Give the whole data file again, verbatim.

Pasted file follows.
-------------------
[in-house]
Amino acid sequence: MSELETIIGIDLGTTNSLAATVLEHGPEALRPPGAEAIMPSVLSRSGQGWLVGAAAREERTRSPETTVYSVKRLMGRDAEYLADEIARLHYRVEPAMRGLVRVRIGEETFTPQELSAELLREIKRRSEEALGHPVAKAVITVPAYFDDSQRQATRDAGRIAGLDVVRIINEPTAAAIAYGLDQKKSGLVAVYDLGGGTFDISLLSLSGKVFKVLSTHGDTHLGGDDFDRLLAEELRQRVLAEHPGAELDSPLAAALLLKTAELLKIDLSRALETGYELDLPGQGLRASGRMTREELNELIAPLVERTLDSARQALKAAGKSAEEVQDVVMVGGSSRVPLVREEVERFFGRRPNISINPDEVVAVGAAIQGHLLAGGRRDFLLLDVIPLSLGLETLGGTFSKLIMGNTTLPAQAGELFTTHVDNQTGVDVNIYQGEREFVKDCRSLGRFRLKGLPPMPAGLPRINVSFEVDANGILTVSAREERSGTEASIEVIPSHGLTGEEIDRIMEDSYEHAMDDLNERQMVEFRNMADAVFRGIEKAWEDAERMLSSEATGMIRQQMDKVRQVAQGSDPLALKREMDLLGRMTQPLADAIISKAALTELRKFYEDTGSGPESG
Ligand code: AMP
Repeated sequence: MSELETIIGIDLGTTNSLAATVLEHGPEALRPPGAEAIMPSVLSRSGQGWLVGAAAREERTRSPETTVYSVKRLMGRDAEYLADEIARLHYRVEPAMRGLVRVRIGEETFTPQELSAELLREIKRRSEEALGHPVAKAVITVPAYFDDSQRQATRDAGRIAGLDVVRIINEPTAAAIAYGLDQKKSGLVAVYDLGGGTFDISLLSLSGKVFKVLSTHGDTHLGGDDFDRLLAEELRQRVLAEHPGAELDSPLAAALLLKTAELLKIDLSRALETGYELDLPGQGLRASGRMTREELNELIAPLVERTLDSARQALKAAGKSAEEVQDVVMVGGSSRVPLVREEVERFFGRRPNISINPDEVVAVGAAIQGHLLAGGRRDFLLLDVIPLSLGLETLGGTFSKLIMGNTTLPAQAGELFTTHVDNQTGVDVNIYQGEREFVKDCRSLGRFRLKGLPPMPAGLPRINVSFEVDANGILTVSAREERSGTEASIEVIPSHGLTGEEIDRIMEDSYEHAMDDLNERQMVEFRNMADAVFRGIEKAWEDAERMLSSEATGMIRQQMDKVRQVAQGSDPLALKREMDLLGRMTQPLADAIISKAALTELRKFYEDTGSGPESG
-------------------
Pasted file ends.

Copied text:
[in-house]
Amino acid sequence: MSELETIIGIDLGTTNSLAATVLEHGPEALRPPGAEAIMPSVLSRSGQGWLVGAAAREERTRSPETTVYSVKRLMGRDAEYLADEIARLHYRVEPAMRGLVRVRIGEETFTPQELSAELLREIKRRSEEALGHPVAKAVITVPAYFDDSQRQATRDAGRIAGLDVVRIINEPTAAAIAYGLDQKKSGLVAVYDLGGGTFDISLLSLSGKVFKVLSTHGDTHLGGDDFDRLLAEELRQRVLAEHPGAELDSPLAAALLLKTAELLKIDLSRALETGYELDLPGQGLRASGRMTREELNELIAPLVERTLDSARQALKAAGKSAEEVQDVVMVGGSSRVPLVREEVERFFGRRPNISINPDEVVAVGAAIQGHLLAGGRRDFLLLDVIPLSLGLETLGGTFSKLIMGNTTLPAQAGELFTTHVDNQTGVDVNIYQGEREFVKDCRSLGRFRLKGLPPMPAGLPRINVSFEVDANGILTVSAREERSGTEASIEVIPSHGLTGEEIDRIMEDSYEHAMDDLNERQMVEFRNMADAVFRGIEKAWEDAERMLSSEATGMIRQQMDKVRQVAQGSDPLALKREMDLLGRMTQPLADAIISKAALTELRKFYEDTGSGPESG
Ligand code: AMP
Repeated sequence: MSELETIIGIDLGTTNSLAATVLEHGPEALRPPGAEAIMPSVLSRSGQGWLVGAAAREERTRSPETTVYSVKRLMGRDAEYLADEIARLHYRVEPAMRGLVRVRIGEETFTPQELSAELLREIKRRSEEALGHPVAKAVITVPAYFDDSQRQATRDAGRIAGLDVVRIINEPTAAAIAYGLDQKKSGLVAVYDLGGGTFDISLLSLSGKVFKVLSTHGDTHLGGDDFDRLLAEELRQRVLAEHPGAELDSPLAAALLLKTAELLKIDLSRALETGYELDLPGQGLRASGRMTREELNELIAPLVERTLDSARQALKAAGKSAEEVQDVVMVGGSSRVPLVREEVERFFGRRPNISINPDEVVAVGAAIQGHLLAGGRRDFLLLDVIPLSLGLETLGGTFSKLIMGNTTLPAQAGELFTTHVDNQTGVDVNIYQGEREFVKDCRSLGRFRLKGLPPMPAGLPRINVSFEVDANGILTVSAREERSGTEASIEVIPSHGLTGEEIDRIMEDSYEHAMDDLNERQMVEFRNMADAVFRGIEKAWEDAERMLSSEATGMIRQQMDKVRQVAQGSDPLALKREMDLLGRMTQPLADAIISKAALTELRKFYEDTGSGPESG